We noticed complication in 4 patients out of which 2 patients had knee joint pain (causes being- nail impingement & iliotibial band irritation by the locking screw), out of these, 1 patient was re-operated, due to impingement of the nail (protrusion of the nail) with the exchange nailing. 1 patient (2.2%) had infection with septic arthritis knee during the treatment as he was a case of compound fracture grade 2 eventually healed with targeted antibiotic but lost knee ROM due to arthrofibrosis. About 11% (5/45) cases developed painful knee and decreased range of motion due to protrusion of nail in intercondylar notch 2 of which had minimal 1or 2 mm protrusion which became asymptomatic with time. One patient developed post operating infection with painful septic arthritis for which through joint lavage and suction irrigation was done and antibiotic according to sensitivity was given which eventually healed but resulted in a stiff knee. One of the patient had stress fracture from the tip of nail, which was managed by exchange by antigrade nailing as in Figure 4a & 4b. 

Figure 4a&4b:


Faten Hsoumi and Yasmina ELARIBI wrote the manuscript;

Papadokostakis et al. [22] in his metanalysis showed that in patients with distal femoral fractures, the mean time to union and rate of union were 13 weeks and 96.9% respectively.22 The mean ROM of the knee was 104.6 degree. The rates of knee pain, malunion and re-operations were 16.5, 5.2 and 17%, respectively. The overall incidence of infection was 1.1% and for septic arthritis of the knee was 0.18%. Ricci et al. [23] presented a series of 359 femur fractures, 175 treated with antegrade femoral nailing and 166 managed using a retrograde technique [23]. The mal-reduction rate was 0-3% for both groups. They concluded that both antegrade and retrograde rodding can lead to excellent fracture reduction and alignment for femoral mid-shaft fractures. However, retrograde nailing proved to be superior in the reduction and alignment of distal femoral fractures when compared to antegrade nailing. Even treating the implant failure for the femoral shaft distal third fracture retrograde nailing can be a good option as in Figure 5a & 5b.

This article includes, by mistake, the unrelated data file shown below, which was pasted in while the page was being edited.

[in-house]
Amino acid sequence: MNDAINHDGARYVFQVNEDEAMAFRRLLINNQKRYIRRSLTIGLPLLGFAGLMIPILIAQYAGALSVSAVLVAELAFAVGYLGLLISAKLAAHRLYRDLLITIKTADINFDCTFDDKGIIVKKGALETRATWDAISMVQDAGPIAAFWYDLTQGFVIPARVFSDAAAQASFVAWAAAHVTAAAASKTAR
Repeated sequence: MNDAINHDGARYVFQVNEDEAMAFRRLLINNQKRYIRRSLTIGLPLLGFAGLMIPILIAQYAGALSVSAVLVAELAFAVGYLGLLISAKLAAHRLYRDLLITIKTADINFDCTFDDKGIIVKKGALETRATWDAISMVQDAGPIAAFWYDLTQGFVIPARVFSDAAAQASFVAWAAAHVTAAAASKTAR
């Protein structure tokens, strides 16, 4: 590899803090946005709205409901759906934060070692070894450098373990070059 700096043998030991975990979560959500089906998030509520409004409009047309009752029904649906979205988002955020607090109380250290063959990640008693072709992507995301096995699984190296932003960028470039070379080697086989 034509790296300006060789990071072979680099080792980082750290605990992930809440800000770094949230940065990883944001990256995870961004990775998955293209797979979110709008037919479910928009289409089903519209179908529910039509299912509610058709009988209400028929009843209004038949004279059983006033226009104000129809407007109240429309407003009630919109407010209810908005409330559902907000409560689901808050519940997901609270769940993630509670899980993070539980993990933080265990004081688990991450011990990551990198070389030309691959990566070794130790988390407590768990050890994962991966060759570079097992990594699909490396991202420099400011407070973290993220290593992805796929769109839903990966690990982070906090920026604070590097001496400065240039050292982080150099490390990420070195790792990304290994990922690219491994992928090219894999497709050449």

Figure 5a&5b: Implant failure treated with retrograde nailing successfully.

Tornetta et al. [8] presented a series of 38 antegrade femoral nailings and 31 retrograde nailings [8]. They found no difference in knee or hip range of motion between the groups. However, they had a higher incidence of mal reductions in the retrograde group. They concluded that achieving length and judging rotation is more difficult without a fracture table. Therefore, one should be very cognizant of achieving proper length and rotation when using a retrograde femoral rod. Ostrum et al. [11] presented a series of 100 femur fractures that were treated by either antegrade or retrograde femoral [11]. They found no significant difference in postoperative knee range of motion between the antegrade and retrograde groups. Full ipsilateral knee range of motion was achieved in 63.6% of the antegrade group and in 72.3% of the retrograde group. However, the antegrade group achieved full knee range of motion quicker than the retrograde group, averaging 8.7 weeks versus 14.6 weeks in the retrograde group. The authors concluded that this difference was related to the increased amount of associated knee pathology in the retrograde group preoperatively. The union rate for retrograde nailing was lower in this series, 89% versus 100% for antegrade nailing.

There has constantly been a worry for potential patella-femoral arthritis with an intra-articular entry portal. To date, there has not been enough long-term follow- up to decide whether this should truly be a concern. Some authors have argued that retrograde nailing probably does not lead to significant posttraumatic arthritis because the intercondylar entry point is not in a weight-bearing area and is brought into contact with the patella only in extreme flexion. Moed et al. [16] had 6 patients in their series of fractures that complained of continued knee pain postoperatively [15]. Arthroscopy was performed in three of these patients approximately 6 months after femoral fixation. Arthroscopy revealed no abnormalities except for some scarring in a patient who had a history of an ipsilateral patellar dislocation.